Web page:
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Conservative and Nonconservative Forces
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Conservative force—a force with the property that the work done in moving a particle between two points is independent of the path it takes.
Learning Objective

Describe properties of conservative and nonconservative forces
Key Points
 If a particle travels in a closed loop, the net work done (the sum of the force acting along the path multiplied by the distance travelled) by a conservative force is zero.
 Conservative force is dependent only on the position of the object. If a force is conservative, it is possible to assign a numerical value for the potential at any point.
 Nonconservative force transfer the energy from the system in an energy form which can not be used by the force to transfer back to the object in motion.
Term

potential
A curve describing the situation where the difference in the potential energies of an object in two different positions depends only on those positions.
Full Text
A conservative force is a force with the property that the work done in moving a particle between two points is independent of the path taken. Equivalently, if a particle travels in a closed loop, the net work done (the sum of the force acting along the path multiplied by the distance travelled) by a conservative force is zero.
A conservative force is dependent only on the position of the object. If a force is conservative, it is possible to assign a numerical value for the potential at any point. When an object moves from one location to another, the force changes the potential energy of the object by an amount that does not depend on the path taken. Gravity and spring forces are examples of conservative forces.
If a force is not conservative, then defining a scalar potential is not possible, because taking different paths would lead to conflicting potential differences between the start and end points. Nonconservative forces transfer energy from the object in motion (just like conservative force), but they do not transfer this energy back to the potential energy of the system to regain it during reverse motion. Instead, they transfer the energy from the system in an energy form which can not be used by the force to transfer it back to the object in motion. Friction is one such nonconservative force.
Path Independence of Conservative Force
Work done by the gravity in a closed path motion is zero. We can extend this observation to other conservative force systems as well. We imagine a closed path motion. We imagine this closed path motion be divided in two motions between points A and B as diagramed in Fig 1 . Starting from point A to point B and then ending at point A via two work paths named 1 and 2 in the figure. The total work by the conservative force for the round trip is zero:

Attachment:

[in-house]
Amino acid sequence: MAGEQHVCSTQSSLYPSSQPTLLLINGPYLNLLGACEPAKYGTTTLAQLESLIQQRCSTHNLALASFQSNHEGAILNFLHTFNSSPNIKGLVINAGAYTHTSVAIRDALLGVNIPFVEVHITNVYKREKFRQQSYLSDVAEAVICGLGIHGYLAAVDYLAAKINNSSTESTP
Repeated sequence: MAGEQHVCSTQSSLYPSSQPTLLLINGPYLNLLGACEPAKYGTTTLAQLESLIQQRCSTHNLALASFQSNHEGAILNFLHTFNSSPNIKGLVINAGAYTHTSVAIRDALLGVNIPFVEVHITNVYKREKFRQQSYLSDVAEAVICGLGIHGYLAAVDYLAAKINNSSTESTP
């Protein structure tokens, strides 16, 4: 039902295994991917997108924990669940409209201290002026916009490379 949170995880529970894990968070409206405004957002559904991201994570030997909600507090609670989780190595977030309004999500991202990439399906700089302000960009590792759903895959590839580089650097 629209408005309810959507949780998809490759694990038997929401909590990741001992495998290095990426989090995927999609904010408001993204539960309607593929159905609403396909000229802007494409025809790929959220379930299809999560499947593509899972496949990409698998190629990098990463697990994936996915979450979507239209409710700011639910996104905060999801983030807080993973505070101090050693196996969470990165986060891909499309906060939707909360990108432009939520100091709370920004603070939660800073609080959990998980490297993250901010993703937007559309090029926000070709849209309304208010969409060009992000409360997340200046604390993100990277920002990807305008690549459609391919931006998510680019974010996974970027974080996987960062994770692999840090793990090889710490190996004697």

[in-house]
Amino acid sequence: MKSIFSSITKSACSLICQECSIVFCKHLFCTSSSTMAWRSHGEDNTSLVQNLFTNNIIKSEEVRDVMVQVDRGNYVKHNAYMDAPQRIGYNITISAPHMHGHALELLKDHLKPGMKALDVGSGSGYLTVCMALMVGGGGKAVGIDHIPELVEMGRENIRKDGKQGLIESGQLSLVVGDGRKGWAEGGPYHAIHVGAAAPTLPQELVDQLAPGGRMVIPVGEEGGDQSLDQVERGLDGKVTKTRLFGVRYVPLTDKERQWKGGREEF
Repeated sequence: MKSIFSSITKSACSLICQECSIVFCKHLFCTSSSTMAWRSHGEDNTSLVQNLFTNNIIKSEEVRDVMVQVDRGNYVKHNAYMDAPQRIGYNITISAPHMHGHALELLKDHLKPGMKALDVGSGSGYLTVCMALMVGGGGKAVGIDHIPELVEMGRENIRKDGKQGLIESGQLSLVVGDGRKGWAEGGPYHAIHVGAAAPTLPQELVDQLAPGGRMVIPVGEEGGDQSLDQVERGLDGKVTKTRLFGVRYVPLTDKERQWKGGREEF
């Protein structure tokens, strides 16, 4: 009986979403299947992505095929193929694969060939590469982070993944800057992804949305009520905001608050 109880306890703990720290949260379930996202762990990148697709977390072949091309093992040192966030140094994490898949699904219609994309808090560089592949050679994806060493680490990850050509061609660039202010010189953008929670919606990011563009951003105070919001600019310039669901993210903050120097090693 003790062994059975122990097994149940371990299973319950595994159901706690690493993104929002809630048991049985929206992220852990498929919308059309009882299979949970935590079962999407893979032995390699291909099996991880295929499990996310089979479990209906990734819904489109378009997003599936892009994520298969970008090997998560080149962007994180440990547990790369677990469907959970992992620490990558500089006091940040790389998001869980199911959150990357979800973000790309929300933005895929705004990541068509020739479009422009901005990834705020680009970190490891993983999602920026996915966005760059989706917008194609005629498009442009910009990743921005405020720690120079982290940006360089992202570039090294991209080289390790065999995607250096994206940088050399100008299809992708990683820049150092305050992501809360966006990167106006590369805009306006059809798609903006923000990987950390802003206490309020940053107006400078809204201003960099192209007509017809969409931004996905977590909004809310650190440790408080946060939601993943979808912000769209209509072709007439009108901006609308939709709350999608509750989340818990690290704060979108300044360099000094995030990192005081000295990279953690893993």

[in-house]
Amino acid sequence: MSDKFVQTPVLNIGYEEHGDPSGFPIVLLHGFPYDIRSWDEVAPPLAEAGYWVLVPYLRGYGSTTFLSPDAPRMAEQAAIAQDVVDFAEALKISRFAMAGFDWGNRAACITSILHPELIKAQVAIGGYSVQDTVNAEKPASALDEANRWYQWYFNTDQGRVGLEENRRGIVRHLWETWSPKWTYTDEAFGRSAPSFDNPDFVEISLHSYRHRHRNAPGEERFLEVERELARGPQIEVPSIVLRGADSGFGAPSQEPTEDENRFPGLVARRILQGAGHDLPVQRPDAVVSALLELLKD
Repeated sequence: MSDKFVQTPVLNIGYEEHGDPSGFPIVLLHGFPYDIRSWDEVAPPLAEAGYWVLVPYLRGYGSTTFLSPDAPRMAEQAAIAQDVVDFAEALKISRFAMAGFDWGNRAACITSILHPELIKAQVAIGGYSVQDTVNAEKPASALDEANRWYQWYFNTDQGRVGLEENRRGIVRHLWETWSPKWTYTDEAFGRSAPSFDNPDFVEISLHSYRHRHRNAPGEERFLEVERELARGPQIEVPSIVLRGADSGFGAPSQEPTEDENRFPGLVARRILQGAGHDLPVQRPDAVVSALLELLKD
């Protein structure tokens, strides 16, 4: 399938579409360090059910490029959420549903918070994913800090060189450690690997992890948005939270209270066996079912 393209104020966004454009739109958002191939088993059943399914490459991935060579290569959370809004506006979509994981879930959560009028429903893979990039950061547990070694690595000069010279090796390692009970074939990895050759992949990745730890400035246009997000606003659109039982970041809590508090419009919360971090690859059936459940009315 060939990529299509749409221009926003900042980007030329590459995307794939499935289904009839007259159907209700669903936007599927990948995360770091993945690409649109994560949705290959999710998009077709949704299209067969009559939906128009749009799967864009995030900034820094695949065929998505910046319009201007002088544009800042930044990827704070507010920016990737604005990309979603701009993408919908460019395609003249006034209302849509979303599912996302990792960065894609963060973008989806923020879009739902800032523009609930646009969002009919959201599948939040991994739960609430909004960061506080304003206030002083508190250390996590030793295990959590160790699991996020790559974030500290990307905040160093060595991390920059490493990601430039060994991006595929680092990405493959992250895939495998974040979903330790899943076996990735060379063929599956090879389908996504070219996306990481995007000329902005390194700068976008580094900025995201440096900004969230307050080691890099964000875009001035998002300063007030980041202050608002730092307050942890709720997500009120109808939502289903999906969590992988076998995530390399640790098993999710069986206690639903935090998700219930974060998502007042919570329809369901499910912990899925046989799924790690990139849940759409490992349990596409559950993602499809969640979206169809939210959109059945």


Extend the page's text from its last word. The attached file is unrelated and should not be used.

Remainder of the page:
Motion Along Different Paths
Motion along different paths. For a conservative force, work done via different path is the same.
W=W_{AB1}+W_{BA2}=0.
Let us now change the path for motion from A to B by another path, shown as path 3. Again, the total work by the conservative force for the round trip via new route is zero : W=W_{AB3}+W_{BA2}=0.
Comparing two equations, W_{AB1}=W_{AB3}. This is true for an arbitrary path. Therefore, work done for motion from A to B by conservative force along any paths are equal.
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Key Term Reference
 conservative force
 Appears in these related concepts: Gravity, Springs, and Fundamental Theorem for Line Integrals
 energy
 Appears in these related concepts: Surface Tension, Energy Transportation, and Introduction to Work and Energy
 equation
 Appears in these related concepts: Equations and Inequalities, Graphs of Equations as Graphs of Solutions, and What is an Equation?
 force
 Appears in these related concepts: Force of Muscle Contraction, Force, and First Condition
 friction
 Appears in these related concepts: Friction: Static, ProblemSolving With Friction and Inclines, and Inelastic Collisions in Multiple Dimensions
 gravity
 Appears in these related concepts: Defining Graviational Potential Energy, Key Points: Range, Symmetry, Maximum Height, and Properties of Electric Charges
 motion
 Appears in these related concepts: Motion Diagrams, TwoComponent Forces, and Moving Source
 position
 Appears in these related concepts: Damped Harmonic Motion, Longitudinal Waves, and Graphical Interpretation
 potential difference
 Appears in these related concepts: Energy Conservation, The ElectronVolt, and Principles of Electricity
 potential energy
 Appears in these related concepts: Problem Solving With the Conservation of Energy, Escape Speed, and Types of Energy
 scalar
 Appears in these related concepts: VectorValued Functions, Superposition of Electric Potential, and Addition and Subtraction; Scalar Multiplication
 work
 Appears in these related concepts: Heat and Work, Free Energy and Work, and The First Law of Thermodynamics
Sources
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Cite This Source
Source: Boundless. “Conservative and Nonconservative Forces.” Boundless Physics Boundless, 26 May. 2016. Retrieved 23 Feb. 2017 from https://www.boundless.com/physics/textbooks/boundlessphysicstextbook/workandenergy6/potentialenergyandconservationofenergy64/conservativeandnonconservativeforces2793521/